3. ABSTRACT The discovery of GRB 170817A, the first unambiguous off-axis short gamma-ray burst (sGRB) arising from a neutron star merger, has challenged our understanding of the angular structure of relativistic jets. Studies of the jet propagation usually assume that the jet is ejected from the central engine with a top-hat structure and its final structure, which determines the observed light curve and spectra, is primarily regulated by the interaction with the nearby environment. However, jets are expected to be produced with a structure that is more complex than a simple top-hat, as shown by global accretion simulations. We present numerical simulations of sGRBs launched with a wide range of initial structures, durations, and luminosities. We follow the jet interaction with the merger remnant wind and compute its final structure at distances ≳1011 cm from the central engine. We show that the final jet structure, as well as the resulting afterglow emission, depends strongly on the initial structure of the jet, its luminosity, and duration. While the initial structure of the jet is preserved for long-lasting sGRBs, it is strongly modified for jets barely making their way through the wind. This illustrates the importance of combining the results of global simulations withmore »propagation studies in order to better predict the expected afterglow signatures from neutron star mergers. Structured jets provide a reasonable description of the GRB 170817A afterglow emission with an off-axis angle θobs ≈ 22.5°.« less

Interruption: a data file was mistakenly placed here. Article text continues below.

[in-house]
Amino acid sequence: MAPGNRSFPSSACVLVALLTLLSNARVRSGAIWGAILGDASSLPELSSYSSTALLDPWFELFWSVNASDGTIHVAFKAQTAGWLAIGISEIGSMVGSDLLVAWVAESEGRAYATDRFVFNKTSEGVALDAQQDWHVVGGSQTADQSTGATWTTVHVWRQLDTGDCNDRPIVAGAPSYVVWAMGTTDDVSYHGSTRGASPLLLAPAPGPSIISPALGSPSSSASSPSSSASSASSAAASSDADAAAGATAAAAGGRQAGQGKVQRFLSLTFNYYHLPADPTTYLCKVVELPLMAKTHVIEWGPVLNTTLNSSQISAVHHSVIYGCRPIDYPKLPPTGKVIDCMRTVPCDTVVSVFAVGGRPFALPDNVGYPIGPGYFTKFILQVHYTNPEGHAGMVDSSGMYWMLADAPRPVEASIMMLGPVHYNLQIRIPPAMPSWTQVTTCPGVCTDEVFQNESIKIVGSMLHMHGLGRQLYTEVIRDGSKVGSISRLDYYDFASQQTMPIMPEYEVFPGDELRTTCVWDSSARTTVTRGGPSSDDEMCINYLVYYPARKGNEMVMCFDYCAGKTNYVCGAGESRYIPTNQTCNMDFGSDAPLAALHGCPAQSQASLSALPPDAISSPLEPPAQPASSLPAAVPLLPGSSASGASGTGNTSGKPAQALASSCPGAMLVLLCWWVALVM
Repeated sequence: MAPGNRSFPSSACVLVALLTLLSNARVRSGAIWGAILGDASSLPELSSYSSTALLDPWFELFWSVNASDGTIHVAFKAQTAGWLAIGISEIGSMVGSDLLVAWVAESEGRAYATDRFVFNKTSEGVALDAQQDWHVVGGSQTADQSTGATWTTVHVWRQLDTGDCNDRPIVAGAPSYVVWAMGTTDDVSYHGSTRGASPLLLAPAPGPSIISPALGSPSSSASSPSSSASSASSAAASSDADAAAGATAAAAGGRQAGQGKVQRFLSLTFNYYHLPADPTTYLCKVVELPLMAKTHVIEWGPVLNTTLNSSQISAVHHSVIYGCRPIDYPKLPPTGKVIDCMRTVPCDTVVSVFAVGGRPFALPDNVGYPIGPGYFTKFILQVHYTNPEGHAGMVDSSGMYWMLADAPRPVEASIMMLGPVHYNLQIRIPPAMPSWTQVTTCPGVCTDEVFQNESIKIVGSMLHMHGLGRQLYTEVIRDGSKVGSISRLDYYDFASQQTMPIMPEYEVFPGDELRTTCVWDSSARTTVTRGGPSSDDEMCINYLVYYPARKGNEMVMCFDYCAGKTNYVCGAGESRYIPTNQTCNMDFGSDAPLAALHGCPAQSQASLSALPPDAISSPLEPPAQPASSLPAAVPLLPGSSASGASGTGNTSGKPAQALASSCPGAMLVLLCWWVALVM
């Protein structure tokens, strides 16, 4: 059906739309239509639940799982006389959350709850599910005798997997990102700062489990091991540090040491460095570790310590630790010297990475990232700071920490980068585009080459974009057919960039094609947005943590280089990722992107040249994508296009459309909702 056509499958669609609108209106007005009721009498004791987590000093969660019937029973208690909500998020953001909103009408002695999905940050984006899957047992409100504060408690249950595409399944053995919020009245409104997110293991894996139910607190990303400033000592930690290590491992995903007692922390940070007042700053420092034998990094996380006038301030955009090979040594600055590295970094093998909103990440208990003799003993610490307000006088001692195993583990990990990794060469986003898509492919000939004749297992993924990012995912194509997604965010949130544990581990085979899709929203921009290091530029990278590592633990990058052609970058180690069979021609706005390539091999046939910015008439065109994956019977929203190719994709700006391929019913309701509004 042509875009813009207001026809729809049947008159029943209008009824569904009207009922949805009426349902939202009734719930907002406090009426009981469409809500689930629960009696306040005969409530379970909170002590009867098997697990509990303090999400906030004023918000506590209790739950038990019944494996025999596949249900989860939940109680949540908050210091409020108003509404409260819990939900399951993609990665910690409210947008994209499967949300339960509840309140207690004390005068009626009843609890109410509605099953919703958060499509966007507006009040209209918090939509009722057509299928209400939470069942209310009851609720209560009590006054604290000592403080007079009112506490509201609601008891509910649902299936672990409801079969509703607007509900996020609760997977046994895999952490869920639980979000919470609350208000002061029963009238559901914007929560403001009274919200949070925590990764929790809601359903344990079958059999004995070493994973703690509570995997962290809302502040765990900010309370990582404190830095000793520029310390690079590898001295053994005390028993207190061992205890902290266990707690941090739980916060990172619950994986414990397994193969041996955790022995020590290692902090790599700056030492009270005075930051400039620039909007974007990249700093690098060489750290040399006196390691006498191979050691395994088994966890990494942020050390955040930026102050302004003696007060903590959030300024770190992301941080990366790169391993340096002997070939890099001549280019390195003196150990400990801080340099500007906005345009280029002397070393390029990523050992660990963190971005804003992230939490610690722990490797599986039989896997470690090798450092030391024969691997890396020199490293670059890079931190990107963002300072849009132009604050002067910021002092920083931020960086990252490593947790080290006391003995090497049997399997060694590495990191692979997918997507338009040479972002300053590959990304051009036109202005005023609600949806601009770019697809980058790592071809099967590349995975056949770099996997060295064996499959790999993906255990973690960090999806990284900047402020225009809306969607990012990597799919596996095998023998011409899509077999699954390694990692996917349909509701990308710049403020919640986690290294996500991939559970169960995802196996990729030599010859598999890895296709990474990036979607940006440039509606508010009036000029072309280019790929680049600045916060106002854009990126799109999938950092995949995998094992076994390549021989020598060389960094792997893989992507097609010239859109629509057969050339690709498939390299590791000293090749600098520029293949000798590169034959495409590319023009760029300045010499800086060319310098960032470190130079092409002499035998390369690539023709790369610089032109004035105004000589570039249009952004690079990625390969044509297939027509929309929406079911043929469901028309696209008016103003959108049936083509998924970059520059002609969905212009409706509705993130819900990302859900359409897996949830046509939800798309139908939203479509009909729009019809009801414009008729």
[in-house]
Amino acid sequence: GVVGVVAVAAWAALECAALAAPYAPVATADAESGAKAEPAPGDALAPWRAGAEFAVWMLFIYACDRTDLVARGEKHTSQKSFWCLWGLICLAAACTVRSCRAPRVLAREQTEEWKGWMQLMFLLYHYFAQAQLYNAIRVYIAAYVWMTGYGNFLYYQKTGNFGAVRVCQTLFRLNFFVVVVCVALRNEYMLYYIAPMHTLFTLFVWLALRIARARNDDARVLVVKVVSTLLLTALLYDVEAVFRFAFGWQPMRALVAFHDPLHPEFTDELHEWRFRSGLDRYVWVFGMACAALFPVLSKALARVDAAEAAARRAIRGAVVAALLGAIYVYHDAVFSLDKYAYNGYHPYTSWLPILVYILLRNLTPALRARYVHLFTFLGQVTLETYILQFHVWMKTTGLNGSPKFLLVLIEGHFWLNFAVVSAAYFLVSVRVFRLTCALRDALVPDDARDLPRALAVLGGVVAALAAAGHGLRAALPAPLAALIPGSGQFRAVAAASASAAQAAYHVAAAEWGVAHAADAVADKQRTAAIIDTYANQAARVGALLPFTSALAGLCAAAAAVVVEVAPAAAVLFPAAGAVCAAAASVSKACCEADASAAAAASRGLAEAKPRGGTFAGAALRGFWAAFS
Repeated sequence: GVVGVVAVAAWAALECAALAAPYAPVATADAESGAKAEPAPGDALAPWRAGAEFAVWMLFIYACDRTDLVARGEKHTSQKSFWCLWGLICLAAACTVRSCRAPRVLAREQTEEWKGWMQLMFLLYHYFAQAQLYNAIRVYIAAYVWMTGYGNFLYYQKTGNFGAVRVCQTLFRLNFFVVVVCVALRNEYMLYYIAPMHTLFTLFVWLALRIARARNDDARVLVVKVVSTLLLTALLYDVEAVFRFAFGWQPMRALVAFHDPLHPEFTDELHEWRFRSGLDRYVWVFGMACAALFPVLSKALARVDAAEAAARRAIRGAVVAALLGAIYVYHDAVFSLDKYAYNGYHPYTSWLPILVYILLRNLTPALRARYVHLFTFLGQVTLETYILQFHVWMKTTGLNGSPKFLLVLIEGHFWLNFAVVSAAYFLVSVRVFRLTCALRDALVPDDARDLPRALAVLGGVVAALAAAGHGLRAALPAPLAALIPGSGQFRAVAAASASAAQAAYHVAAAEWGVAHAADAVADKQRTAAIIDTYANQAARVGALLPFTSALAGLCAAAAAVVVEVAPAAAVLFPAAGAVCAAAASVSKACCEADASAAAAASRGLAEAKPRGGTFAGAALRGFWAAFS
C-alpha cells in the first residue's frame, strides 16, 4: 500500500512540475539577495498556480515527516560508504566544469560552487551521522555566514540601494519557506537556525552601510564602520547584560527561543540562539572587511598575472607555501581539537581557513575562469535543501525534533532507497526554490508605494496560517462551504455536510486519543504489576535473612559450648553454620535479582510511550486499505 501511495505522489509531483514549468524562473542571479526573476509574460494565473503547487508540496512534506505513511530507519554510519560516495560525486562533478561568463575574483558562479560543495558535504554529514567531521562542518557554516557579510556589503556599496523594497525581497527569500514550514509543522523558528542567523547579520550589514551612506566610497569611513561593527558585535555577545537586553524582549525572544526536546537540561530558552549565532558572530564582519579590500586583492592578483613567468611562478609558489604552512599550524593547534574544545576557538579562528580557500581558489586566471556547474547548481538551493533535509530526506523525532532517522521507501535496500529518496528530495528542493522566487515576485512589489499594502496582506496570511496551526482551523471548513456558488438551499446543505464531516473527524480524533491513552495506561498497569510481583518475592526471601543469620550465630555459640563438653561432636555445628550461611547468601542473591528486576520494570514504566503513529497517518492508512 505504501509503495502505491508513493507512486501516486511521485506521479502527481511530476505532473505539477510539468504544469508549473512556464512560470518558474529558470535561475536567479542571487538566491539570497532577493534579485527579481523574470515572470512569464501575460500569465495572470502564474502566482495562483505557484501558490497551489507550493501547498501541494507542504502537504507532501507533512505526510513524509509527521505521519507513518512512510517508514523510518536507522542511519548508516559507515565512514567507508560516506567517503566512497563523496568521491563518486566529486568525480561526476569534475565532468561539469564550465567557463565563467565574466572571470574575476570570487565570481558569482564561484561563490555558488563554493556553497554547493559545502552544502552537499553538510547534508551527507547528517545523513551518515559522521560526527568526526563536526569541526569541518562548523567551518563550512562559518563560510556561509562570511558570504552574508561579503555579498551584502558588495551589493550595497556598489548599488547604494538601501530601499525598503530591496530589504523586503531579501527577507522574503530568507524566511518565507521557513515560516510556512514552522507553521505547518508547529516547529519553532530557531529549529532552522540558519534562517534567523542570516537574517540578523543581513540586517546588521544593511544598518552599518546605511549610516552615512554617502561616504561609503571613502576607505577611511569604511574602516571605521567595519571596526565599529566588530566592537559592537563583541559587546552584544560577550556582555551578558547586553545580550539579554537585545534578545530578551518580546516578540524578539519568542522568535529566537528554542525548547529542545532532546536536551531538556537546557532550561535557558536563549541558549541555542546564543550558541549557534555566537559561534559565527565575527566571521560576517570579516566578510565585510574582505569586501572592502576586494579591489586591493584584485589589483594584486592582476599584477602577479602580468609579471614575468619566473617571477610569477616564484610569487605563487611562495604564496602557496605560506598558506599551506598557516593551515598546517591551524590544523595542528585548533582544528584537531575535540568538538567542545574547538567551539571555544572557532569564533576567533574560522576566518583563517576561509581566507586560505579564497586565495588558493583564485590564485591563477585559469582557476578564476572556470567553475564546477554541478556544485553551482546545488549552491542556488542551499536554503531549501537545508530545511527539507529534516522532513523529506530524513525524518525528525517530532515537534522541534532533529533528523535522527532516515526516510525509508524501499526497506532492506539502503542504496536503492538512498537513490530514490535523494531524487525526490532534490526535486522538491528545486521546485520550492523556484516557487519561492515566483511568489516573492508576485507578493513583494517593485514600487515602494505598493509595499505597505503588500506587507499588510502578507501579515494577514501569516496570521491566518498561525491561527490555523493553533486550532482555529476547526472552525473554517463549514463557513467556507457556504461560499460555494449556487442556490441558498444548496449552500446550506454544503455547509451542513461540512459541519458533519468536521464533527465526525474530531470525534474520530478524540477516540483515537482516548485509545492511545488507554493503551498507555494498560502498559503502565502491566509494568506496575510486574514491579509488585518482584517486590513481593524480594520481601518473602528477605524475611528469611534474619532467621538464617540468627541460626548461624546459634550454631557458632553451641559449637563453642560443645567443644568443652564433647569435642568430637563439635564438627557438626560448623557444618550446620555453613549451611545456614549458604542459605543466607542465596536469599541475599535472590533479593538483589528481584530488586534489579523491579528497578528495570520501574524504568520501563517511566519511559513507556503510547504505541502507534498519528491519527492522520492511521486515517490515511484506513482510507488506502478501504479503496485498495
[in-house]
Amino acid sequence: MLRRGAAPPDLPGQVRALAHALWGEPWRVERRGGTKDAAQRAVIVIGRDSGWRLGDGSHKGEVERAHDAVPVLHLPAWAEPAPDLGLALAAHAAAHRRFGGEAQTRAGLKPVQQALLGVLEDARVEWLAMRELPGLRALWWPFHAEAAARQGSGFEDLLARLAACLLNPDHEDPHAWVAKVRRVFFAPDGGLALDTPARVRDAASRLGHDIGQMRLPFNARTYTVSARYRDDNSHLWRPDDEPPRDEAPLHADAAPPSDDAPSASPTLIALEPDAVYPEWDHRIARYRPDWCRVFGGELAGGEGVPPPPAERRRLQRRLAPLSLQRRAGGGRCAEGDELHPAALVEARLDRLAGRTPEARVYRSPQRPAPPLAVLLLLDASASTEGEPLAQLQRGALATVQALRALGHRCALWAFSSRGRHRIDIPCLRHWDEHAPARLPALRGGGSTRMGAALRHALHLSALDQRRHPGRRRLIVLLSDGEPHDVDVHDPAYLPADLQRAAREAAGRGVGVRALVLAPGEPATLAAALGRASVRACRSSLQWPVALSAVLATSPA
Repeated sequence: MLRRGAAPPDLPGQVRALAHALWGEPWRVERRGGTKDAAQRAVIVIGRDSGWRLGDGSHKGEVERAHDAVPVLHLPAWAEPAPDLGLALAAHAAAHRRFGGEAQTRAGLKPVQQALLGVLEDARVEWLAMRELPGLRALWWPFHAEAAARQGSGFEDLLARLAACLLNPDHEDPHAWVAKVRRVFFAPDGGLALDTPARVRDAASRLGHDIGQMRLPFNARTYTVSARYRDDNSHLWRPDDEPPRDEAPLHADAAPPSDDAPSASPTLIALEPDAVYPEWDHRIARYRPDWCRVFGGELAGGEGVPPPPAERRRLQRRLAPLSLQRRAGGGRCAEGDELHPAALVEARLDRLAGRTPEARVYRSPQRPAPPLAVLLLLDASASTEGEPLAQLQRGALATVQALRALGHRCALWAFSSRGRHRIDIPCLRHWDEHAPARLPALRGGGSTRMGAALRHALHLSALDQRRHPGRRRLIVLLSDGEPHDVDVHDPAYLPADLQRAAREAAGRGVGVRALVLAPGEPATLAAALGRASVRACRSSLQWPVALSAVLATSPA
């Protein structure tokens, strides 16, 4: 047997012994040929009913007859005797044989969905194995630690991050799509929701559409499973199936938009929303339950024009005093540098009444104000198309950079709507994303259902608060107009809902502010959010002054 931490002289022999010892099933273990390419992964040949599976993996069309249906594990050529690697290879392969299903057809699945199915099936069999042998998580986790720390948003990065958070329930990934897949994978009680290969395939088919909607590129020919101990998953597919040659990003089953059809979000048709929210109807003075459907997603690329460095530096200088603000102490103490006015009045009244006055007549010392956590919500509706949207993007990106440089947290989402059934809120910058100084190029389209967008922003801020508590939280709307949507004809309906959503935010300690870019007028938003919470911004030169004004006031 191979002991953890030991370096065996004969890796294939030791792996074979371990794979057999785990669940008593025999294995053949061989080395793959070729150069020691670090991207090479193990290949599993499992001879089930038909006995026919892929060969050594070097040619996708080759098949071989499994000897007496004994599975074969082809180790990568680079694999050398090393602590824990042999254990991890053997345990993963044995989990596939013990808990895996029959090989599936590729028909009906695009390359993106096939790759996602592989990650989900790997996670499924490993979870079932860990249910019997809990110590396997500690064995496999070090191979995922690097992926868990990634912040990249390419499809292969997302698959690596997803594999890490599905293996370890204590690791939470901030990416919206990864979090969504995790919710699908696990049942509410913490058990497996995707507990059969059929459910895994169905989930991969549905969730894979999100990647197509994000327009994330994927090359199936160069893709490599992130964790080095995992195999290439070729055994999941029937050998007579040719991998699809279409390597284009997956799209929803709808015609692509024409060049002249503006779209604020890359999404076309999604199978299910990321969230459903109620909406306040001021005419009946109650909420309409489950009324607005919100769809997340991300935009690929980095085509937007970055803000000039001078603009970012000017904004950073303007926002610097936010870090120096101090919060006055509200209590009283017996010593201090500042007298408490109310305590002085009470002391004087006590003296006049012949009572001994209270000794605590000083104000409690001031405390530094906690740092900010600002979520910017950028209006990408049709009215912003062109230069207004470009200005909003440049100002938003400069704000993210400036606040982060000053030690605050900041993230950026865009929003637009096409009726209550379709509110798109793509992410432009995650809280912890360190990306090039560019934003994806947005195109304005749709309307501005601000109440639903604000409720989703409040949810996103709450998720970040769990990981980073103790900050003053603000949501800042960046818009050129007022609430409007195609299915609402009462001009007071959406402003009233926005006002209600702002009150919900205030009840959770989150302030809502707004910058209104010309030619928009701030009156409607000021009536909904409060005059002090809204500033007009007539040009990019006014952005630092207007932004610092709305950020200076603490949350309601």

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  5. Abstract The combined detection of a gravitational-wave signal, kilonova, and short gamma-ray burst (sGRB) from GW170817 marked a scientific breakthrough in the field of multimessenger astronomy. But even before GW170817, there have been a number of sGRBs with possible associated kilonova detections. In this work, we re-examine these ‘historical’ sGRB afterglows with a combination of state-of-the-art afterglow and kilonova models. This allows us to include optical/near-infrared synchrotron emission produced by the sGRB as well as ultraviolet/optical/near-infrared emission powered by the radioactive decay of r-process elements (i.e. the kilonova). Fitting the light curves, we derive the velocity and the mass distribution as well as the composition of the ejected material. The posteriors on kilonova parameters obtained from the fit were turned into distributions for the peak magnitude of the kilonova emission in different bands and the time at which this peak occurs. From the sGRB with an associated kilonova, we found that the peak magnitude in H bands falls in the range [−16.2, −13.1] ($95{{\ \rm per\ cent}}$ of confidence) and occurs within $0.8\!-\!3.6\, \rm d$ after the sGRB prompt emission. In g band instead we obtain a peak magnitude in range [−16.8, −12.3] occurring within the first 18 h after themore »sGRB prompt. From the luminosity distributions of GW170817/AT2017gfo, kilonova candidates GRB130603B, GRB050709, and GRB060614 (with the possible inclusion of GRB150101B, GRB050724A, GRB061201, GRB080905A, GRB150424A, and GRB160821B) and the upper limits from all the other sGRBs not associated with any kilonova detection we obtain for the first time a kilonova luminosity distribution in different bands.« less